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Caroline Shotton

Raised as an only child by her grandmother on the outskirts of London, Caroline Shotton grew a...
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...passion for painting from an early age. With the benefits of nearby London galleries as well as the open countryside, she found the opportunity to completely immerse herself into her work, encouraged and guided by her grandmother. 

Throughout her school years, Caroline strived for perfection, inspired by the realism of the old masters. She then went on to study at Central Saint Martins where her work developed following new ideas and techniques, fascinated by the surrealism and impressionism which features in her current work.

After leaving college, Caroline worked in the commercial sector as a freelance artist, commissioned for small intricate murals to large scale abstracts all over the country. The variety of the work and projects meant that she was able to develop new styles and subject matter she would not have tried had she been alone in her studio.
After the birth of her son, Caroline decided to focus on her gallery career, moving away from the strict briefs and allowing her work to develop using ideas from past commissions. This also enables her to paint in the direction of her choice.

Caroline Shotton gets her inspiration from various sources such as pages out of a magazine or the look a herd of cows gave her when she went past that morning. Always looking for ways to capture an image or effects, Caroline is constantly scribbling down ideas or taking photographs to which she can refer to throughout the day or the year. Inspiration hits her when she least expects it and when she isn’t consciously thinking about her paintings. But anything from the way the light reflects on her son’s hair or the decaying plasterwork of a disused shop front is an inspiration and a new challenge for Caroline to integrate into her work. 

Caroline usually starts her paintings by collating reference materials and rough sketches before starting on the canvas. This gives her a clear vision of the final outcome or what she is trying to achieve. However, on occasion she will paint directly onto the canvas and let the painting evolve on it’s accord.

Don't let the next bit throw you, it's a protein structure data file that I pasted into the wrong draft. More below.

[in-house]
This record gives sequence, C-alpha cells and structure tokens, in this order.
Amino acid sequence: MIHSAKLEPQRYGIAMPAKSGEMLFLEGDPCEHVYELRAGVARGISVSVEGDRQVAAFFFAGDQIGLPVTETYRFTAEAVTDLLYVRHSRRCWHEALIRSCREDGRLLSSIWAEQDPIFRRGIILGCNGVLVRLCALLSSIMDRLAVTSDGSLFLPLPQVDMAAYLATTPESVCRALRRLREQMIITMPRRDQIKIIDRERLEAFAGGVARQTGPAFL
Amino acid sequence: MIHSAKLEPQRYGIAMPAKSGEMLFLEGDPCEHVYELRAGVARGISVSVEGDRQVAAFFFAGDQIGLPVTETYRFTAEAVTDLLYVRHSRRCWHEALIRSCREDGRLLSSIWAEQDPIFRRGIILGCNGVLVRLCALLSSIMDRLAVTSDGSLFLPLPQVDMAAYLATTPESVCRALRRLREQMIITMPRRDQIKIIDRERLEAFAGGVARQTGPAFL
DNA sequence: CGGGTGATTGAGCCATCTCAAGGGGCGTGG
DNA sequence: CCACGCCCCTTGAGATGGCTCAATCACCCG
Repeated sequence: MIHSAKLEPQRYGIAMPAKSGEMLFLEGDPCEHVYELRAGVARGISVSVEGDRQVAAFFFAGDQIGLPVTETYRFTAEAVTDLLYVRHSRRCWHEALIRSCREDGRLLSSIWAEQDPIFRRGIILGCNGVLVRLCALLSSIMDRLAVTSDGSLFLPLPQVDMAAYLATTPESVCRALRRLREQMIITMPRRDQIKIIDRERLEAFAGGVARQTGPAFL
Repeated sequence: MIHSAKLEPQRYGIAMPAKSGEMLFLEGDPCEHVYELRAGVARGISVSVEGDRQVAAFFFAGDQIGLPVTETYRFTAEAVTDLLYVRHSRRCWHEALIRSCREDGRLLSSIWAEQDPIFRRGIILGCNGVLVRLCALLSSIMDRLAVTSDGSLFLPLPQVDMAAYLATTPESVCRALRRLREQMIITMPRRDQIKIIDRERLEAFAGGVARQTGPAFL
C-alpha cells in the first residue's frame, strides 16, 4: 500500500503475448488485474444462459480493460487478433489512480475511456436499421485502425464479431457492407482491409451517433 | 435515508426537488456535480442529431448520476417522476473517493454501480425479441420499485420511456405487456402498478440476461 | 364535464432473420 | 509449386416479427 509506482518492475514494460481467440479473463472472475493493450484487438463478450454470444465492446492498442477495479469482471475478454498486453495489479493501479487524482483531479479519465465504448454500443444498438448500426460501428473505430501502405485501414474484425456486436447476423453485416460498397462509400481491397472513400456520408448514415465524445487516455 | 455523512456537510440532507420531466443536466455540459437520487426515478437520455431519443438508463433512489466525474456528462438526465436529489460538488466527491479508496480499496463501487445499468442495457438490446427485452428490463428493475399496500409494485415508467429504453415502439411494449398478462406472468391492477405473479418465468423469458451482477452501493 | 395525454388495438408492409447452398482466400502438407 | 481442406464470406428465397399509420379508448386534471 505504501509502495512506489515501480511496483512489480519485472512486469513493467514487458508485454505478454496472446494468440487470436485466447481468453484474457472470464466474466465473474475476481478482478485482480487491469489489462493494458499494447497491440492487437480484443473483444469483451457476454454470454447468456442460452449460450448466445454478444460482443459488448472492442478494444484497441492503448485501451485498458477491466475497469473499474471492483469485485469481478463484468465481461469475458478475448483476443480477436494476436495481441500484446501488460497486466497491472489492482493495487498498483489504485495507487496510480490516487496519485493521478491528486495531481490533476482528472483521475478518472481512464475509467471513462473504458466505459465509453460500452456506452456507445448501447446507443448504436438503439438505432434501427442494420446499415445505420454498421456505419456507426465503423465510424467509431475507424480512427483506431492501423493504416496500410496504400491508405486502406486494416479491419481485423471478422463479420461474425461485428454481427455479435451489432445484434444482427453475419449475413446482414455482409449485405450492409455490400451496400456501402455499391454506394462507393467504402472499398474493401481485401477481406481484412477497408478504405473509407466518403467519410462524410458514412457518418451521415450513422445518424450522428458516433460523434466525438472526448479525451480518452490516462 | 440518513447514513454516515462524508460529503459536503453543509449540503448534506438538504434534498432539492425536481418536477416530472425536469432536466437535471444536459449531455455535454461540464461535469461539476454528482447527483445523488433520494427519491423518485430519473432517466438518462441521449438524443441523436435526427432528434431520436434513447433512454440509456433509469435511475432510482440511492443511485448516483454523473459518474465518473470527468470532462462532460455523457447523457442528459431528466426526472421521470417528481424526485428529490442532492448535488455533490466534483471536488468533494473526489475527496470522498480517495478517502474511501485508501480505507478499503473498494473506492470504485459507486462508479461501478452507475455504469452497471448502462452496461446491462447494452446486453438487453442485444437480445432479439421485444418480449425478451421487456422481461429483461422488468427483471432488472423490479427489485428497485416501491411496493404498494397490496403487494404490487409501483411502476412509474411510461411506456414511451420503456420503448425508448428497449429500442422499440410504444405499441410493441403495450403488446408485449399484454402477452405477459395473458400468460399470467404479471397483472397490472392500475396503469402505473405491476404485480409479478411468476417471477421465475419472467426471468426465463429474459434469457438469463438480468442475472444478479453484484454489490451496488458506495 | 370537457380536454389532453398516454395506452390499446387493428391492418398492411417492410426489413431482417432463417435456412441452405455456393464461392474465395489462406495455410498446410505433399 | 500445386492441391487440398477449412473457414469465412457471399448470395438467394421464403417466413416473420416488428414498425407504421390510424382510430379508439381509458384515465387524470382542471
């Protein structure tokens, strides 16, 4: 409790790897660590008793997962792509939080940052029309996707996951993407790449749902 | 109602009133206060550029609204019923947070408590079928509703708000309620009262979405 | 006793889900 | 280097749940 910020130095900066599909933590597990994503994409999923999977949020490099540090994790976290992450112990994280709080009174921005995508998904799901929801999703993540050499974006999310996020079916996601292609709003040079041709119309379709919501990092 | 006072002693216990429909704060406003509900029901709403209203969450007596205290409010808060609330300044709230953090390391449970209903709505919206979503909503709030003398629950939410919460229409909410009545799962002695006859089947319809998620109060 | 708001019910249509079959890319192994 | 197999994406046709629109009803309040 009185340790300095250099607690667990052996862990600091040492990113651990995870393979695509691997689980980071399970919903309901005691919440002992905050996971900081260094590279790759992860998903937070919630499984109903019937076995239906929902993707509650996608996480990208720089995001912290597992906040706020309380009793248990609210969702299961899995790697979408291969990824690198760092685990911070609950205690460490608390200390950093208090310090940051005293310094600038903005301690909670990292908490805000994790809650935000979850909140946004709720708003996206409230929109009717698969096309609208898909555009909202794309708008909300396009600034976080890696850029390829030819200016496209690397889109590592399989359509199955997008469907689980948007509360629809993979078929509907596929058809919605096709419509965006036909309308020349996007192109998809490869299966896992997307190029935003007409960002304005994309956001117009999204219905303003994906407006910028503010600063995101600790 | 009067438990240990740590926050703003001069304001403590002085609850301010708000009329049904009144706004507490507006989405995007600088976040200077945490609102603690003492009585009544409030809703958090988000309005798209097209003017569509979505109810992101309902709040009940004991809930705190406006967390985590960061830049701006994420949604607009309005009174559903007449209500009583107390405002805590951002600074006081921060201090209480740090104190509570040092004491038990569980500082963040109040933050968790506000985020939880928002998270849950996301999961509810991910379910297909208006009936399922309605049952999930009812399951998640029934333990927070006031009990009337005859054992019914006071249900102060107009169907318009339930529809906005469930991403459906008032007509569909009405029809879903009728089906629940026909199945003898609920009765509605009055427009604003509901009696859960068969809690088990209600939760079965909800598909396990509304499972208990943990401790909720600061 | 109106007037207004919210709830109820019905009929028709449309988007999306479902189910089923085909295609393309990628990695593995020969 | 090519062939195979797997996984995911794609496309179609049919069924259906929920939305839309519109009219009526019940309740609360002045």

In order to get a textured surface, Caroline uses layers of paper, paint and varnish as well as adding a rough sketch of the composition and blocking out the larger areas with colour. Working on several paintings simultaneously allows each piece to dry before carrying on with the background and main image. Once the canvas is dry, Caroline starts working on the background in more detail and adds the outline to the main image, carefully balancing the colours in order to prevent the background from becoming overbearing and moving away from the initial concept of the piece. Nearer to completion, Caroline unites the piece by adding varnish and paint to the whole painting. Waiting for the piece to dry, she then steps back from her work and looks for the areas which need adjustments and that the overall mood of the painting is correctly transpiring.

Caroline leads a busy life with her family which usually starts at 6am, woken up by her son Sam. After doing the household shores and taking her son to nursery, Caroline finds the time to go for a run or take the dogs for a long walk. This helps her gather her thoughts and get ready for work for 9:30.
Throughout the day, Caroline listens to classical music which has been an essential part of her inspiration since her days in college. Immersing herself into her work, she will quickly lose track of time and only take a short break to make a cup of tea or change the CD track. Caroline works in her studio right up until 5pm when she will go and collect her son. Once Sam is in bed, Caroline will often return to her studio and review her paintings as well as get everything ready for the next day.
In order to save on time, Caroline will prepare her paintings in the evening, letting them dry over night ready for the following morning. This also allows her to really work on the details all through the day, concentrating on the intricate parts of the painting.
Caroline Shotton is very passionate about her work, and has to discipline herself not to return to her studio after dinner. In her own words, hearing her husband “opening a bottle of wine” usually helps her call it a day.
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